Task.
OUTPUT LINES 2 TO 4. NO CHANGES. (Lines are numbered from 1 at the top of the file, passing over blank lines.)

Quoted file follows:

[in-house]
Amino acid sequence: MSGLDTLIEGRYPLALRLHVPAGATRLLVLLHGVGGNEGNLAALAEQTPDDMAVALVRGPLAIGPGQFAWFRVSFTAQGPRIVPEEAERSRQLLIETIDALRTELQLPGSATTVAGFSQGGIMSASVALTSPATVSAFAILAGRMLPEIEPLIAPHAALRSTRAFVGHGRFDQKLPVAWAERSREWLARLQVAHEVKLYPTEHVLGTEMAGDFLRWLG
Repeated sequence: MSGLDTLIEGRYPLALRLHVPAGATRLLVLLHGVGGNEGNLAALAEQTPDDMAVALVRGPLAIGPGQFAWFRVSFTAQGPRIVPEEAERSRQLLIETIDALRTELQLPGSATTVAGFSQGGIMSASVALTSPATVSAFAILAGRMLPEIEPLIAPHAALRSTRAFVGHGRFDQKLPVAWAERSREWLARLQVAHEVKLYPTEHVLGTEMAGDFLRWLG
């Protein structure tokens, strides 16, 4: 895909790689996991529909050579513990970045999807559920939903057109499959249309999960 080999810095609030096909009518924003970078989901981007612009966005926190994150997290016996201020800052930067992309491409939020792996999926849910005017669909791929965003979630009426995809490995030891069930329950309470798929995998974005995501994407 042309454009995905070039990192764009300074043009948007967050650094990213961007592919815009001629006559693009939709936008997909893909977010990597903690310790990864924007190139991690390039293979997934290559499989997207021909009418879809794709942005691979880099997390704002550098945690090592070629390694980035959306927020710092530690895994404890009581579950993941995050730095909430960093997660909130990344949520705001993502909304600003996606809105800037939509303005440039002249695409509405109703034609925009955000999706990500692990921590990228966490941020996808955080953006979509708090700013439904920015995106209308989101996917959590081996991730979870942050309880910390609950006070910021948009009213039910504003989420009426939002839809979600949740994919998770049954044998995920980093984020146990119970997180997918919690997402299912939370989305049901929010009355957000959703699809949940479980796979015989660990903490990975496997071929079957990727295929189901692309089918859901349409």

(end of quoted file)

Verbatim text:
Amino acid sequence: MSGLDTLIEGRYPLALRLHVPAGATRLLVLLHGVGGNEGNLAALAEQTPDDMAVALVRGPLAIGPGQFAWFRVSFTAQGPRIVPEEAERSRQLLIETIDALRTELQLPGSATTVAGFSQGGIMSASVALTSPATVSAFAILAGRMLPEIEPLIAPHAALRSTRAFVGHGRFDQKLPVAWAERSREWLARLQVAHEVKLYPTEHVLGTEMAGDFLRWLG
Repeated sequence: MSGLDTLIEGRYPLALRLHVPAGATRLLVLLHGVGGNEGNLAALAEQTPDDMAVALVRGPLAIGPGQFAWFRVSFTAQGPRIVPEEAERSRQLLIETIDALRTELQLPGSATTVAGFSQGGIMSASVALTSPATVSAFAILAGRMLPEIEPLIAPHAALRSTRAFVGHGRFDQKLPVAWAERSREWLARLQVAHEVKLYPTEHVLGTEMAGDFLRWLG
């Protein structure tokens, strides 16, 4: 895909790689996991529909050579513990970045999807559920939903057109499959249309999960 080999810095609030096909009518924003970078989901981007612009966005926190994150997290016996201020800052930067992309491409939020792996999926849910005017669909791929965003979630009426995809490995030891069930329950309470798929995998974005995501994407 042309454009995905070039990192764009300074043009948007967050650094990213961007592919815009001629006559693009939709936008997909893909977010990597903690310790990864924007190139991690390039293979997934290559499989997207021909009418879809794709942005691979880099997390704002550098945690090592070629390694980035959306927020710092530690895994404890009581579950993941995050730095909430960093997660909130990344949520705001993502909304600003996606809105800037939509303005440039002249695409509405109703034609925009955000999706990500692990921590990228966490941020996808955080953006979509708090700013439904920015995106209308989101996917959590081996991730979870942050309880910390609950006070910021948009009213039910504003989420009426939002839809979600949740994919998770049954044998995920980093984020146990119970997180997918919690997402299912939370989305049901929010009355957000959703699809949940479980796979015989660990903490990975496997071929079957990727295929189901692309089918859901349409």